Thursday, January 19, 2012

Why our species might depend on GMO.

This is the second, and concluding piece on GMOs.  The first can be found here.  In this article I want to point out what is and what is not good ideas for GMOs (Genetically Modified Organisms).

A prime example of the success of GMOs can be seen in various experiments conducted with a group of fish known colloquially as Tilapia.  Due to an ever increasing population, some tried to shape the fish to meet  the demands.  Certain genetically modified Tilapias were released into West African lakes to counter the ever increasing decline in catch.  These fish grow faster and reach sexual maturity at a younger age, allowing for them to contiue their line while adapting to the increase in human population.

In a way, this is a perfect way to show what we can do with GMOs.  It allows us to modify various features though the process of hindering or reinforcing the expression of certain proteins This can lead to all kinds of issues if one were to intentionally mix genes together with the sole purpose of creating some sort of super organism that could survive in nearly any environment.  It seems most of the fears surrounding such 'Franken-foods' are just this, which is nothing more than the howling of those who are mad at corporations that want to exploit their customers as much as possible.

There may come a time, in the not to distant future that we as a collective species have to use GMOs for our very survival.  With GMOs we can engineer a plant to produce food items in the amounts needed and at the nutrient densities that are vital for everyone's health.   Not only this but we can create organisms that are naturally resistant to all kinds of stressors.  Stressors such as fungi, insects, competing or parasitic plants, or even viruses.

They can be modified to thrive in differing environments.  This will open up wide areas of otherwise unusable land to be used for crop production.  It will also increase the production per acre per

By creating such organisms, we will have to use less fertilizers, herbivicides and pedsticideds.  This, oddly enough, actually makes these organisms safer.  The irony can be found when organic growing practices can actually lead to fewer crops, both in size in nutrient grade.  Not only this, but they still require all of the old treatment that all other plant strains require.

Some have made the argument that bits of the new genes could get out of the crops and into human cells causing harm.  Besides being a rather silly idea (how likely is it that you take on the DNA of the corn you ate last night?), it is based on rather felonious sciences.  It uses the fears of the average person who, rather often, does not know how to go about researching such concepts.  While there might be some gene swapping amongst our gut bacteria, if they take up any of this new, modified DNA, it wouldn't be any different than if they took up some of the DNA from non-modified.  It is not as if the modified has bits of metal sticking out of it, it is just a natural genetic code, just spelled out right.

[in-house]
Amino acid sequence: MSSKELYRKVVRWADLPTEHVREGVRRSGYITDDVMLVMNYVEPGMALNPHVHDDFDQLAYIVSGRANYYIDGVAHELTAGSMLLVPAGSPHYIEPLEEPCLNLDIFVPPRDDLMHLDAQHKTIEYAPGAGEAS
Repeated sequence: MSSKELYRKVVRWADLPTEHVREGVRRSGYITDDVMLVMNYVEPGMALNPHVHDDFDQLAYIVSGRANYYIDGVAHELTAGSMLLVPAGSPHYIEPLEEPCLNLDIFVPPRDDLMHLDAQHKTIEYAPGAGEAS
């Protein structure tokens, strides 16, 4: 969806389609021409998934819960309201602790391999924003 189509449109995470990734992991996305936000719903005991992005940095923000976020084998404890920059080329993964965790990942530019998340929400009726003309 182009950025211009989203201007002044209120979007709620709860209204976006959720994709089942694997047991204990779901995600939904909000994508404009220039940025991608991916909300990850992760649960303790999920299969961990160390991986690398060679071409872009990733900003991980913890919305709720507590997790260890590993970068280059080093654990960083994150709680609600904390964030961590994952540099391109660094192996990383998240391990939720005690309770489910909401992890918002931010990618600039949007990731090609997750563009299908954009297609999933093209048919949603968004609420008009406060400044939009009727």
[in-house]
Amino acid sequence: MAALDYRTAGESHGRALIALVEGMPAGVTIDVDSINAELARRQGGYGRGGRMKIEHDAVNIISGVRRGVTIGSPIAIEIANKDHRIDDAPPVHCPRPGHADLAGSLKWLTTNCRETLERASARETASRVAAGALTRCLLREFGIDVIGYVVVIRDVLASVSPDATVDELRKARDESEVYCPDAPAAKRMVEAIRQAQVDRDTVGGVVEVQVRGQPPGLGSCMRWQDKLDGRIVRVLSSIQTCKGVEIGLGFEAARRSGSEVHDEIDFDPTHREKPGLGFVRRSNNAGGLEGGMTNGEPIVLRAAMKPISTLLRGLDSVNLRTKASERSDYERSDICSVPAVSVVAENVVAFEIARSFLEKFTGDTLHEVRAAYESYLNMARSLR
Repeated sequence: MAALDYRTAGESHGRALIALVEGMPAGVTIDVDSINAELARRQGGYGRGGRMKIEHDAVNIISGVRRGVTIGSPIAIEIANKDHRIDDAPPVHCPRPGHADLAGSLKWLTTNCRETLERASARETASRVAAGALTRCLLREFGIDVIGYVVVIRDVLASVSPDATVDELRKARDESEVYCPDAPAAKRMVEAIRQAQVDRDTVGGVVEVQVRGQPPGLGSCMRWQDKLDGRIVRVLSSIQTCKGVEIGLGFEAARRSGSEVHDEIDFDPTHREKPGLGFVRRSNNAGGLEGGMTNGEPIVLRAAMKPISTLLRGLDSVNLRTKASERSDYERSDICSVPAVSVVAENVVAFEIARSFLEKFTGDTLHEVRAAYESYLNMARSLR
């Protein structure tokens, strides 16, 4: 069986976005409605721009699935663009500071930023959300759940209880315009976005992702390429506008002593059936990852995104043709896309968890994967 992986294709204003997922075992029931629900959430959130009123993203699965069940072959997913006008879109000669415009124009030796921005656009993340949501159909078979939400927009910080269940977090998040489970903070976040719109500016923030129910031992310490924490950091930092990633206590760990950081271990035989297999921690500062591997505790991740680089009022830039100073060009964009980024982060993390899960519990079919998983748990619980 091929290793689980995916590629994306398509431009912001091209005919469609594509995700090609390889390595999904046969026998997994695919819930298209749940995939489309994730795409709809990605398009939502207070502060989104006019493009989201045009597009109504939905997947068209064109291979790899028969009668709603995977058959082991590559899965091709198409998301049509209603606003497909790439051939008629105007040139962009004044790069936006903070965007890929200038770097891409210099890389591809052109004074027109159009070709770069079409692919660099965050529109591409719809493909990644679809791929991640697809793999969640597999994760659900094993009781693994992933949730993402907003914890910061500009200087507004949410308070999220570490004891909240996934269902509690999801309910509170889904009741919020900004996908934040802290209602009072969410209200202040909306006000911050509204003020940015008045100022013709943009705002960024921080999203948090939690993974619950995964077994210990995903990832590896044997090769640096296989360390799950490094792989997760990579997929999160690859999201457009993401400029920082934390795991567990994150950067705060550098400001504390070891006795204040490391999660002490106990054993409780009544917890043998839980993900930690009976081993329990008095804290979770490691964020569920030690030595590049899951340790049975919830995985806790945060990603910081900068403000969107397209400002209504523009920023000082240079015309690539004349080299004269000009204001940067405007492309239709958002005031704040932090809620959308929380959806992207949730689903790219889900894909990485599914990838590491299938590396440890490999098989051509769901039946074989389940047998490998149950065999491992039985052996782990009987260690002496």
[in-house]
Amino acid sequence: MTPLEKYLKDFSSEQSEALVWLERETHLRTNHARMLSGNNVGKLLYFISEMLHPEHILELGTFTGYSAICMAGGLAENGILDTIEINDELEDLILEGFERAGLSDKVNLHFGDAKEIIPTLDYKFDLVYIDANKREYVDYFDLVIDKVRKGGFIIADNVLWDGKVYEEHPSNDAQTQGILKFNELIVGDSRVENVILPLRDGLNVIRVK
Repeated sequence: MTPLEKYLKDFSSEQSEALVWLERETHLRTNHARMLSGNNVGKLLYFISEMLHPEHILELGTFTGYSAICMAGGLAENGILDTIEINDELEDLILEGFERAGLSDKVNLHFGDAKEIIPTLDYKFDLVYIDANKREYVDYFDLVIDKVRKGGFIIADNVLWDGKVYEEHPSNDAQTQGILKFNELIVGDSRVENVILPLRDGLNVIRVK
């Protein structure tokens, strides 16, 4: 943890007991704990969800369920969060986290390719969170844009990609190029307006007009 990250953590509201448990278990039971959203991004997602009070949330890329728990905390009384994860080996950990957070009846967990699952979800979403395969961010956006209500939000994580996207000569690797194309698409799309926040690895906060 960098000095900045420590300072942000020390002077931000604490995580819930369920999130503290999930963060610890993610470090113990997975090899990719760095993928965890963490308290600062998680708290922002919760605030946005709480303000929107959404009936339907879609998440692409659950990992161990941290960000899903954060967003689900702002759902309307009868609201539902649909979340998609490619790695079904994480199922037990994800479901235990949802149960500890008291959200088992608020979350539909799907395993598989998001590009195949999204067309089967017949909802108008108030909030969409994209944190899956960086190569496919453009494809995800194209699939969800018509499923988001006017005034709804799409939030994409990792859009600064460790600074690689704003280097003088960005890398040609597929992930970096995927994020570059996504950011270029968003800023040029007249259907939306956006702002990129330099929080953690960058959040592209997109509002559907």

As more and more strains of diseases and parasites become  more resistant to traditional chemicals.  As mores species of plant form immunity to herbicide and species of insect form resistance to insecticides; what  are we to do?   We could always do as previous generations have done and hope for newer and more potent toxins.  Or we could look to nature for hopes in finding better evolved resistances to use.  Perhaps we can even start to adapt specises to our specifiying needs.

These specifications can come in organisms with more nutrients in them.  They could be organisms that are better adapted to their environment, after taking into account modern humanities affects.  While it is possible for such organisms to escape and start our breeding natural species, there is a safety net for this as well, just make all the organisms sterile.  A practice that has actually worked to the advantage of companies such as Monsanto where they have to sell their seeds back each year.

With an environment that is bound to change, either by our own hand or through the slow machinations of the wandering tectonic plates. The environment will change.  Not only that, but the organisms surrounding it will continue to evolve and compete with our 'domestic' strains.   So if we hope to feed the ever growing masses, we must stand behind GMOs, when used right, to better the living condition of millions.  If ever such things come to be a problem, you will know that these very scientists will be the first to admit it and the first to figure out how to counter the situation.
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